Paul A. Crow Jr., veteran ecumenical officer of the Disciples of Christ, agreed that Protestants also feel trapped by an organizational culture in which "we don't talk about issues, we vote about them. The winner-take-all climate has begun to erode fellowship."

A council that works by consensus rather than majority vote is likely to be slower to act or to issue public pronouncements. While this prospect worries some, Gran­berg-Michaelson said he thought it might not be a bad result: "Such a council would no longer be the vehicle for acts of social action that the member churches themselves don't have the courage to undertake." In the long run, a council that was slower to act might have a deeper witness and a greater credibility.

the orthodox want their presence to be recognized qualitiatively, not just quantitatively. For example, they like the model of relationships used by the Middle East Council of Churches (and some other national and regional councils), in which major church traditions-Orthodox, Roman Catholic and Protestant-operate as equal partners regardless of the number of churches in each grouping.

But it's hard to see how this approach could be transferred to the WCC, where the wider variety of Protestant groups cannot be separated into just a few ecclesial or confessional families, much less one group called "Protestants." Paul Crow pointed out another problem: organizing the council on the basis of church families would diminish the voice of the small and independent churches from the southern and eastern regions.

At this point, no WCC leaders were prepared to offer any details on how a new mode of ecumenical fellowship might be forged. It will probably take several years for a proposal to emerge from the special commission and then from the Central Committee.

While seeking to address the rifts in its own fellowship, the assembly decided to try to expand the WCC's connections to the many churches and ecumenical groups that are outside the council. It endorsed the idea of establishing a "forum" that would include evangelical, Pentecostal and Roman Catholic agencies along with the WCC. The hope is that these groups could meet with a minimum of structure and on neutral ground, not as part of a WCC program. (The desired partners would in any case probably not participate in a project sponsored by the WCC.)

Some delegates doubted whether the WCC should try to widen its fellowship at the same time it faces severe internal tensions. European churches, which finance the bulk of the council's work, were especially worried that such a forum would end up creating a new set of programs and a parallel structure that would divert energy from the WCC itself. "Our main task is to strengthen the internal life of the WCC," said Lutheran Bishop Voitto Huotari of Finland.

But Clifton Kirkpatrick, stated clerk of the Presbyterian Church (U.S.A.), argued that the council could not afford to turn inward. "The WCC is not the ecumenical movement. It is the servant of the ecumenical movement." The forum proposal passed by a more than 2-1 margin.

Can the WCC move in two directions at once, establishing more trust between Protestants and Orthodox within the council while creating new relationships with evangelicals and Pentecostals and Roman Catholics outside the council? It has little choice but to try. If the Orthodox walk away, the WCC becomes simply a Protestant group, one that doesn't even encompass most of the world's Protestants. And even with the Orthodox included, the WCC includes less than one-quarter of the world's Christians.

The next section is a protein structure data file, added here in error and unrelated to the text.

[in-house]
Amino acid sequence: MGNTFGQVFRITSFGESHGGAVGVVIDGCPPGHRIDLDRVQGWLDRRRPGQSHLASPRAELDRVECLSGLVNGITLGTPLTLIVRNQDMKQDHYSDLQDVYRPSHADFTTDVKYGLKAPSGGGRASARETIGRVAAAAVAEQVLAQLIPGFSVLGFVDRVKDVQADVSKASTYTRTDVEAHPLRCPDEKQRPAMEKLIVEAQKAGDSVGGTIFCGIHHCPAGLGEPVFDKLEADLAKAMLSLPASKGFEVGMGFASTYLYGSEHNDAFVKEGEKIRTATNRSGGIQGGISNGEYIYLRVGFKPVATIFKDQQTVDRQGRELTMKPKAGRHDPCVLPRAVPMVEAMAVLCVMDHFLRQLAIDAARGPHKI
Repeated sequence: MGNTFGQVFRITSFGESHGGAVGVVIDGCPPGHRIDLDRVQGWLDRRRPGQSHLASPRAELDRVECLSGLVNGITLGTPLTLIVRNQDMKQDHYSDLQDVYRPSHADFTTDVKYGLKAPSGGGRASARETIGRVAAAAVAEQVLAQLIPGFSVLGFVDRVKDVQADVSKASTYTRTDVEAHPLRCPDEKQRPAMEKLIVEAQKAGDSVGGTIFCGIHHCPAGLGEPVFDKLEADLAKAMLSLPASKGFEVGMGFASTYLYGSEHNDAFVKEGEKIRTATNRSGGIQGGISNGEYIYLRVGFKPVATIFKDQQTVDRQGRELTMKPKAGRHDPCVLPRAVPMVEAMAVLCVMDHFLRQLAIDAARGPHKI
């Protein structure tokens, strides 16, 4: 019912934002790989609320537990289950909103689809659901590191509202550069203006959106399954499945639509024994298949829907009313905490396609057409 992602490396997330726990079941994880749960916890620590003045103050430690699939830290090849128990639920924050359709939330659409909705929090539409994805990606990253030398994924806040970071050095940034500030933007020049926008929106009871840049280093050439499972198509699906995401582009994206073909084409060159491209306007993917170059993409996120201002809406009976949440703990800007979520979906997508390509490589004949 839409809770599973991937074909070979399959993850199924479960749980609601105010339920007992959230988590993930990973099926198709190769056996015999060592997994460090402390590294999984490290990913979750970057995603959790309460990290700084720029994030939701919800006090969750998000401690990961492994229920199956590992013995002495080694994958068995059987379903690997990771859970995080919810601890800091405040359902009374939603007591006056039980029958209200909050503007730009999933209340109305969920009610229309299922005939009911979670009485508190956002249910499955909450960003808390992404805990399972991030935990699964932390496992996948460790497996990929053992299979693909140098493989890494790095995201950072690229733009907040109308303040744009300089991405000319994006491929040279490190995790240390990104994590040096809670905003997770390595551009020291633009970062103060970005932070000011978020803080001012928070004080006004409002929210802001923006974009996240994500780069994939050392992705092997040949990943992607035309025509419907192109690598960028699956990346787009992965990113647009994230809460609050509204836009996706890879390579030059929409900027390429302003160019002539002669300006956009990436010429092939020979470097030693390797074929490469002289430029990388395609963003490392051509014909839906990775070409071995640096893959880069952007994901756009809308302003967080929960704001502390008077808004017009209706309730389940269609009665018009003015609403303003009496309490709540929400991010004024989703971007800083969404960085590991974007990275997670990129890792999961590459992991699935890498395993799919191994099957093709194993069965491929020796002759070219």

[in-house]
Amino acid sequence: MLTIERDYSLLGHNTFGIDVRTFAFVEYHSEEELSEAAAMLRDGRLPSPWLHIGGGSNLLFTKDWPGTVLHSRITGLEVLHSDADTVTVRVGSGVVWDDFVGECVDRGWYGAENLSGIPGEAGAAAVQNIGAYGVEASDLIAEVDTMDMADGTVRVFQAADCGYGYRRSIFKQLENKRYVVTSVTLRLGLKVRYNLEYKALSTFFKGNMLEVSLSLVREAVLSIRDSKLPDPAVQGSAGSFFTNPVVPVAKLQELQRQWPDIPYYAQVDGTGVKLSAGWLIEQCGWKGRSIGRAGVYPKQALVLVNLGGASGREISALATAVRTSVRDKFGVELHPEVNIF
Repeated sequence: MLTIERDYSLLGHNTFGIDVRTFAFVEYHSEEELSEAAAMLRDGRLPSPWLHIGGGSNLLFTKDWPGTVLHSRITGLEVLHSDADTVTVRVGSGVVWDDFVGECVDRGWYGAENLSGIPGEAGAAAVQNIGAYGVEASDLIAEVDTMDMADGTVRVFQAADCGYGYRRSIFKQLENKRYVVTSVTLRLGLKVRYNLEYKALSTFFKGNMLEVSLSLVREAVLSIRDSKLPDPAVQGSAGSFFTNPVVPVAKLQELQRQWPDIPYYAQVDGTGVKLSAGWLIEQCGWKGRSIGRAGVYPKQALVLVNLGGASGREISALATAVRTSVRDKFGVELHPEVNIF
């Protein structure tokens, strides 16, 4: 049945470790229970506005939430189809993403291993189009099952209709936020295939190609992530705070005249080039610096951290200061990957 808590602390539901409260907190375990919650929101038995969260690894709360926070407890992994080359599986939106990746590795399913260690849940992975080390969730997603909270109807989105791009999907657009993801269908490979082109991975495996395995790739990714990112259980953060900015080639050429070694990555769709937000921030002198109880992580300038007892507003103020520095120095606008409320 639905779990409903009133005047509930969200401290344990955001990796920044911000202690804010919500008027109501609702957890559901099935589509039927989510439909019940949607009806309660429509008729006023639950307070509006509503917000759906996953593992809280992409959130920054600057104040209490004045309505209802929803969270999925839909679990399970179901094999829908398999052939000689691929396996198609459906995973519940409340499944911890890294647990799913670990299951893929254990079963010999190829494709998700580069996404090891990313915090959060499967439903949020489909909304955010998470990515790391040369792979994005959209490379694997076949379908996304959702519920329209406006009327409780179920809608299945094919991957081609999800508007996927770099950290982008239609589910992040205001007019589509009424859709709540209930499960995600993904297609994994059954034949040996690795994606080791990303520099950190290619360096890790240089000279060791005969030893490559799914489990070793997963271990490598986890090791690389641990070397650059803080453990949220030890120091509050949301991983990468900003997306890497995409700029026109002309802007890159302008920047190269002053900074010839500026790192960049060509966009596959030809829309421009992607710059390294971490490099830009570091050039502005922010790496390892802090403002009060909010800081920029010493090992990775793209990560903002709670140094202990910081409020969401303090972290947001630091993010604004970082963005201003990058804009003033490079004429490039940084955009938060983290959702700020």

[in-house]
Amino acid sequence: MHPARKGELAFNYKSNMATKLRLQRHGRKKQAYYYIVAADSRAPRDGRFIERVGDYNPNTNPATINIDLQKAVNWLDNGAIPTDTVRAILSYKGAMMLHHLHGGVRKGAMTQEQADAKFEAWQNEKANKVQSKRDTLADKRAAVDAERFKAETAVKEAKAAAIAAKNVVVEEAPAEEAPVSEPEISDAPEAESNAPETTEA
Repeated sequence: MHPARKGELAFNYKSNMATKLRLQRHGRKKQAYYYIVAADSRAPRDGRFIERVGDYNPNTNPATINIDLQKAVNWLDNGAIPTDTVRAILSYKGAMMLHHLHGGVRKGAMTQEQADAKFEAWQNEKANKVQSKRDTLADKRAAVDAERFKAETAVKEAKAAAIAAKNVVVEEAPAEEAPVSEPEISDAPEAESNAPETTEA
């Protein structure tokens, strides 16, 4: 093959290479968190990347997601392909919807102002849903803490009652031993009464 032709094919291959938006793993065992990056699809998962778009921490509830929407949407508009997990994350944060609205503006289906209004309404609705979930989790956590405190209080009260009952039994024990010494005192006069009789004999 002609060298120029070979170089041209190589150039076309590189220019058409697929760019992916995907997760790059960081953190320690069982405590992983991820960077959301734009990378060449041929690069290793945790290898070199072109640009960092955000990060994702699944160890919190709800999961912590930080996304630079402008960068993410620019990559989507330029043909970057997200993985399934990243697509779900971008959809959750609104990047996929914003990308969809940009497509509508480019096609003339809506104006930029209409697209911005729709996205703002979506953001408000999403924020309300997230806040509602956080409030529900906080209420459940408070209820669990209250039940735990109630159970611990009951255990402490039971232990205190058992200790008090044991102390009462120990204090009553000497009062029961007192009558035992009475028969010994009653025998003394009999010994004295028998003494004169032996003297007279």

The WCC's awareness of this situation helps explains why its 50th anniversary assembly was a muted gathering. As it celebrated its history and remembered the previous assemblies-at Amsterdam, Evanston, New Delhi, Uppsala, Nairobi, Vancouver and Canberra-the WCC talked much of "self-examination" and "repentance."

One further sign of the mood at Harare was the decision not to sponsor joint services of the Lord's Supper. The Vancouver and Canberra meetings featured assembly-sponsored eucharistic services, one for the Orthodox, one for the non-Orthodox. Such services had produced considerable pain and frustration when participants realized that the Orthodox would not share communion with the non-Orthodox and that the non-Orthodox were not invited to share in the Orthodox communion.

Instead of repeating that experience, the WCC arranged for participants to be invited to five different churches in Harare (Anglican, Methodist, Roman Catholic, Eastern Orthodox and Oriental Orthodox) where they could celebrate the Eucharist according to their own tradition.

This idea reportedly provoked heated debate in the worship planning committee and the Central Committee, which at first rejected it. For some, the attempt at a common eucharistic service was a prophetic sign of the unity that the ecumenical movement seeks. Other voices, led by the Orthodox, contended that until such unity is attained, using the sacrament of unity this way is misleading and inappropriate. In the end, assembly planners agreed that, at this fragile moment in the life of the WCC, a realistic acknowledgment of division is also a form of ecumenical witness.